Protests continue to call out the glaring racial injustices and horrific police brutality affecting the lives of Black people across the country. While the recent protests started following the murder of George Floyd by Minneapolis police officers, Black people in the United States have faced extensive inequalities and deep-rooted systemic racism for hundreds of years. The murder of George Floyd is just one of many examples of why systemic anti-racist reforms are needed.
We would like to take this time to reaffirm our belief that Black lives matter. The mission of the Black Lives Matter movement is to “eradicate white supremacy and build local power to intervene in violence inflicted on Black communities by the state and vigilantes.” The global organization makes a declaration of solidarity to “affirm the lives of Black queer and trans folks, disabled folks, undocumented folks, folks with records, women, and all Black lives along the gender spectrum.”
This is particularly relevant to us, as an organization who works to promote the quality of life of people with disabilities and older adults, as a recent article from The Guardian highlights that many of those who have lost their lives while in police custody – including Tanisha Anderson, Sandra Bland, Deborah Danner, Ezell Ford, Eric Garner, Freddie Gray, Alfred Olango, Keith Lamont Scott, and many others – were not only all Black, but also all had disabilities. In fact, the article notes, more than a third to half of Americans killed by police have a disability. This exemplifies the essential role that the disability services field can play in addressing racial injustice and transforming systems to spark meaningful change.
The vision of CQL | The Council on Quality and Leadership is a world of dignity, opportunity, and community for all people. The fight against injustice and for equality is embedded into this vision. These ideals are also engrained into the partnerships we form and promote through the organizations that implement CQL tools.
While solidarity is important, we also recognize we are all obligated to take steps to dismantle systemic racism and inequity. As an organization who works with hundreds of human service organizations around the world who support hundreds of thousands of people with disabilities, we recognize we not only have an opportunity, but also a responsibility to address racism and social injustice within all aspects of service provision. It is important for us as an organization to reflect on the steps we can take to be anti-racist. This includes not only internally as an organization, but also as we support our partners to define their systems based on best practices.
While we plan to continue efforts to be anti-racist in a number of concrete ways, today we would like to highlight one such effort we’ll be making with one of our main tools, the Basic Assurances®. The Basic Assurances® is used by organizations around the world to direct and guide their quality assurances frameworks to transform their systems and practices.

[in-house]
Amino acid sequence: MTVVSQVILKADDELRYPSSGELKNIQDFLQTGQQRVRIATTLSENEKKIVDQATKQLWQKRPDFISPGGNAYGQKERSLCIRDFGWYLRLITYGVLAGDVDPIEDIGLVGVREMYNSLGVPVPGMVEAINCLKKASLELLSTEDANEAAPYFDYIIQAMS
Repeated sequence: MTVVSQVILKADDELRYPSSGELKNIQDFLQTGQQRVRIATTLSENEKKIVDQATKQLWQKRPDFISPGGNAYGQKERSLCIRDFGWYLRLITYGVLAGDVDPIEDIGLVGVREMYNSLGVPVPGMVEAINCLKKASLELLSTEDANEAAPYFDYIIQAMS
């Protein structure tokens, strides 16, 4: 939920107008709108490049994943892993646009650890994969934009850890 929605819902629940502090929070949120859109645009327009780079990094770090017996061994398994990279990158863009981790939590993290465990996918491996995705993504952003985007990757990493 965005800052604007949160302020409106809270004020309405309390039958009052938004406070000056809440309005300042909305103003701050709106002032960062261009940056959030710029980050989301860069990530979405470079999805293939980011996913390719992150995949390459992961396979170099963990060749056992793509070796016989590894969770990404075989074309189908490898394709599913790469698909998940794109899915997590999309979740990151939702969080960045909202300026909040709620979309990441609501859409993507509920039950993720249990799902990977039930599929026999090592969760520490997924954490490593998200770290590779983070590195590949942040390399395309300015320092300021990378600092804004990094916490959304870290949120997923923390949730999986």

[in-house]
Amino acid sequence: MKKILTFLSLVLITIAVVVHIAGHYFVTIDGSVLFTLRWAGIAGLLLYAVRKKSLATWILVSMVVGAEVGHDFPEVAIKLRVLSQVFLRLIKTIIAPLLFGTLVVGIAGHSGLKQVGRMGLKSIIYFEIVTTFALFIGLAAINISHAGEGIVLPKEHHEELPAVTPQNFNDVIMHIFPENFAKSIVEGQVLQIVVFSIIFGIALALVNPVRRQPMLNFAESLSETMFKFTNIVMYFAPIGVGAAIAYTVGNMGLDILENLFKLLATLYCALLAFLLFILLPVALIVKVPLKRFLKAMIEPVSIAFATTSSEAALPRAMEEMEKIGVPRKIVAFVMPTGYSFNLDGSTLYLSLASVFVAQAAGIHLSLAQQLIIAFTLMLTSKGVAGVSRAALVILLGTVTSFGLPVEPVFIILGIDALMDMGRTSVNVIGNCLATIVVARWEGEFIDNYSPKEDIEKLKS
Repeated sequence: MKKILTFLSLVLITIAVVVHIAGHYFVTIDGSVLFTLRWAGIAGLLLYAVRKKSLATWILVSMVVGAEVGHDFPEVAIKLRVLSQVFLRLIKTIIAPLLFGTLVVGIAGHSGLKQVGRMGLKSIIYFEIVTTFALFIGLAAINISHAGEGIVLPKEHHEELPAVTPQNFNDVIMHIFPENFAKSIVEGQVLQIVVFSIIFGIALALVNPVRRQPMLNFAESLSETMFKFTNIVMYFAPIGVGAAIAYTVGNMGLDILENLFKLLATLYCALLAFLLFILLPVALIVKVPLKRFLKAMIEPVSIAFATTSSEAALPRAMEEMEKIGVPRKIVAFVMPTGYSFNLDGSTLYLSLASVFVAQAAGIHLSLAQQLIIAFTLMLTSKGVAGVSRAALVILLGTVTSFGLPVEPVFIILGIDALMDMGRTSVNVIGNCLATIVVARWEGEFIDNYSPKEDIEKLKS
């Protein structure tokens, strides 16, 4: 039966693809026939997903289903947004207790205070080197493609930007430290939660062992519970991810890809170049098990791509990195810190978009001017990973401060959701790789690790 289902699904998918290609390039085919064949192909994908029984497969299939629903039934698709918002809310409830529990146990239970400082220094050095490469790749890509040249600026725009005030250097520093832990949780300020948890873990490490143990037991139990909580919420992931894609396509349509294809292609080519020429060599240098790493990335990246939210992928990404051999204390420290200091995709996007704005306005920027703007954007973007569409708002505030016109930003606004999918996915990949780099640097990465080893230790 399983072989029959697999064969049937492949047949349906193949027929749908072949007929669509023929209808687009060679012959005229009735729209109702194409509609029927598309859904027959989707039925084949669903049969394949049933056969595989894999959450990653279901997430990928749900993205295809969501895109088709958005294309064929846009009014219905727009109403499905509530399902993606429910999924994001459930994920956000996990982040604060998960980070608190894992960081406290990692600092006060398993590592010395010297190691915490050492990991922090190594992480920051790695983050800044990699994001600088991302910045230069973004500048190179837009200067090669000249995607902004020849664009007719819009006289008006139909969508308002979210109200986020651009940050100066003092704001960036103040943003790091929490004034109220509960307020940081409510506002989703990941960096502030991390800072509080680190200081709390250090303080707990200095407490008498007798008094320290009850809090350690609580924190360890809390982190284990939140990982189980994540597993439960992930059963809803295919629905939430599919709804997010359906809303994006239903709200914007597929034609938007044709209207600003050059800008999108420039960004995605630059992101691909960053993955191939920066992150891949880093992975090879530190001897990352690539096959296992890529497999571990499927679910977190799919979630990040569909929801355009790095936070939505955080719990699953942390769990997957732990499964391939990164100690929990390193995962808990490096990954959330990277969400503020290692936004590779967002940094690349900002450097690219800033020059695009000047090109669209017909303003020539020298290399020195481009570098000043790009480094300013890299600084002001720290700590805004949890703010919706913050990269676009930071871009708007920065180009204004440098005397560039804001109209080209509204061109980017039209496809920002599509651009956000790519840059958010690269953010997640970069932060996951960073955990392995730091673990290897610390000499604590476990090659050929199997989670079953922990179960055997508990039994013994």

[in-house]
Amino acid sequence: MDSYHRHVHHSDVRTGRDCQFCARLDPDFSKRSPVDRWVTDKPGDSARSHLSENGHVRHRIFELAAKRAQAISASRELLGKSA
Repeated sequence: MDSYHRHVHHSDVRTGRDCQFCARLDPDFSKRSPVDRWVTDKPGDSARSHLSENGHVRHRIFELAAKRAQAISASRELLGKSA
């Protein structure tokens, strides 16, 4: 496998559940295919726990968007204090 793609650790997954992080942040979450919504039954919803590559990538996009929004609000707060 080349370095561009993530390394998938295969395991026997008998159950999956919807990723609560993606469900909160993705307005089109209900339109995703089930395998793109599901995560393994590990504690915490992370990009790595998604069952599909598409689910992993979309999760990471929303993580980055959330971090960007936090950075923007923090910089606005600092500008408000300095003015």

We’ve been in the process of updating the Basic Assurances® for the past few months. While we have ideas about what is important based on our research, we would also like to have an ongoing conversation with our partners and our communities. Considering that the new edition of the Basic Assurances® manual will not only be used across the country and world, but will be offered as a free electronic resource for anyone who should want it, it represents an opportunity for us to promote change – it has far-reaching implications to improving service provision in ways that address inequity and promote equality.
Due to the universal application of the Basic Assurances®, it represents an opportunity to promote the equality of Black, Indigenous, and People of Color (BIPOC) and address the injustices they face. In an attempt to amplify their voices, we hope that you’ll join us in these conversations. If you are willing to share your knowledge, we ask that you complete the survey linked below, which will help inform our revisions to the Basic Assurances® and its manual specific to topics of racism, social justice, and equality.
This provides an opportunity to build strong systems and practices across human services that directly impact Black lives and reflect that Black lives truly do matter. Please help us in our efforts to transform how the field confronts these critical issues.
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Since 1969, CQL | The Council on Quality and Leadership has been a leader in working with human service organizations and systems to continuously define, measure, and improve quality of life and quality of services for youth, adults, and older adults with intellectual and developmental disabilities, and psychiatric disabilities. CQL offers accreditation, training, certification, research, and consultation services to agencies that share our vision of dignity, opportunity, and community for all people.
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